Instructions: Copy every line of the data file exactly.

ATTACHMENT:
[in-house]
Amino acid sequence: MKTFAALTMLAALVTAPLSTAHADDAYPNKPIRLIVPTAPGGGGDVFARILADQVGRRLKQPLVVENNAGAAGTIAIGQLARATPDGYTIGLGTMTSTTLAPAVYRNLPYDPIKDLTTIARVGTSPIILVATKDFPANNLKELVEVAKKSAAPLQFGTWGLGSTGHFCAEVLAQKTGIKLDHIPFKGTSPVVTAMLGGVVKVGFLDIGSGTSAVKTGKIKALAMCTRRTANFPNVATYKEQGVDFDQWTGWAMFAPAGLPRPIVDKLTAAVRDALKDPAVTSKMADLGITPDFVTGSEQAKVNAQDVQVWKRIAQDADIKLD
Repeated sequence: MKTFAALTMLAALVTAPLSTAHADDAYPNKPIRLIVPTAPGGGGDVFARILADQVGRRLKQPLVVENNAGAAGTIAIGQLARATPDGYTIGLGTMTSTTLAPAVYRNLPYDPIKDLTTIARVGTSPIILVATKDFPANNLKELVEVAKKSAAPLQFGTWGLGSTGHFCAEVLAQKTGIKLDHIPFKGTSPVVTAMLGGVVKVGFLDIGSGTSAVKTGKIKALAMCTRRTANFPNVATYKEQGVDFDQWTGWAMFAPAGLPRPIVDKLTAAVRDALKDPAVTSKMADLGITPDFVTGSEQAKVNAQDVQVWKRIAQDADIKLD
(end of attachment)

[in-house]
Amino acid sequence: MKTFAALTMLAALVTAPLSTAHADDAYPNKPIRLIVPTAPGGGGDVFARILADQVGRRLKQPLVVENNAGAAGTIAIGQLARATPDGYTIGLGTMTSTTLAPAVYRNLPYDPIKDLTTIARVGTSPIILVATKDFPANNLKELVEVAKKSAAPLQFGTWGLGSTGHFCAEVLAQKTGIKLDHIPFKGTSPVVTAMLGGVVKVGFLDIGSGTSAVKTGKIKALAMCTRRTANFPNVATYKEQGVDFDQWTGWAMFAPAGLPRPIVDKLTAAVRDALKDPAVTSKMADLGITPDFVTGSEQAKVNAQDVQVWKRIAQDADIKLD
Repeated sequence: MKTFAALTMLAALVTAPLSTAHADDAYPNKPIRLIVPTAPGGGGDVFARILADQVGRRLKQPLVVENNAGAAGTIAIGQLARATPDGYTIGLGTMTSTTLAPAVYRNLPYDPIKDLTTIARVGTSPIILVATKDFPANNLKELVEVAKKSAAPLQFGTWGLGSTGHFCAEVLAQKTGIKLDHIPFKGTSPVVTAMLGGVVKVGFLDIGSGTSAVKTGKIKALAMCTRRTANFPNVATYKEQGVDFDQWTGWAMFAPAGLPRPIVDKLTAAVRDALKDPAVTSKMADLGITPDFVTGSEQAKVNAQDVQVWKRIAQDADIKLD